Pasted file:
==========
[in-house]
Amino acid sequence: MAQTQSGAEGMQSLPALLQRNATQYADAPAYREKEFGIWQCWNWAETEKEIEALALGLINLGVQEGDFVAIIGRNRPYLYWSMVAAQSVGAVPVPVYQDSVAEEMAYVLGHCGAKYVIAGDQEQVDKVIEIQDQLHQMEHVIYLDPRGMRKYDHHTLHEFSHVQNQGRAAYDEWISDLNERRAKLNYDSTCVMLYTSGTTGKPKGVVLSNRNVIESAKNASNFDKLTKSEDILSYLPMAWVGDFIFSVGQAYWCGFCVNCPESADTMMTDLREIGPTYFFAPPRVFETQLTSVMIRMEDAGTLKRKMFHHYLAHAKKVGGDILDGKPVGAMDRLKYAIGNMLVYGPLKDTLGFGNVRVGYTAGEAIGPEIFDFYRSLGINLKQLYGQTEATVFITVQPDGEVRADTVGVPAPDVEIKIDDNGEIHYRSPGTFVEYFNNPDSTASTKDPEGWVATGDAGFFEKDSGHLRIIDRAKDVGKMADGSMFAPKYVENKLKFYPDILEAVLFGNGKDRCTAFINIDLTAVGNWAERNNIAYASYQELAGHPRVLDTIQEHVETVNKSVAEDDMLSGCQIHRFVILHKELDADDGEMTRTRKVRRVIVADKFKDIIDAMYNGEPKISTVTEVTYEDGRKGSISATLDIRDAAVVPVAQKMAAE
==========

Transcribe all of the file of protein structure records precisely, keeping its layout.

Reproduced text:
[in-house]
Amino acid sequence: MAQTQSGAEGMQSLPALLQRNATQYADAPAYREKEFGIWQCWNWAETEKEIEALALGLINLGVQEGDFVAIIGRNRPYLYWSMVAAQSVGAVPVPVYQDSVAEEMAYVLGHCGAKYVIAGDQEQVDKVIEIQDQLHQMEHVIYLDPRGMRKYDHHTLHEFSHVQNQGRAAYDEWISDLNERRAKLNYDSTCVMLYTSGTTGKPKGVVLSNRNVIESAKNASNFDKLTKSEDILSYLPMAWVGDFIFSVGQAYWCGFCVNCPESADTMMTDLREIGPTYFFAPPRVFETQLTSVMIRMEDAGTLKRKMFHHYLAHAKKVGGDILDGKPVGAMDRLKYAIGNMLVYGPLKDTLGFGNVRVGYTAGEAIGPEIFDFYRSLGINLKQLYGQTEATVFITVQPDGEVRADTVGVPAPDVEIKIDDNGEIHYRSPGTFVEYFNNPDSTASTKDPEGWVATGDAGFFEKDSGHLRIIDRAKDVGKMADGSMFAPKYVENKLKFYPDILEAVLFGNGKDRCTAFINIDLTAVGNWAERNNIAYASYQELAGHPRVLDTIQEHVETVNKSVAEDDMLSGCQIHRFVILHKELDADDGEMTRTRKVRRVIVADKFKDIIDAMYNGEPKISTVTEVTYEDGRKGSISATLDIRDAAVVPVAQKMAAE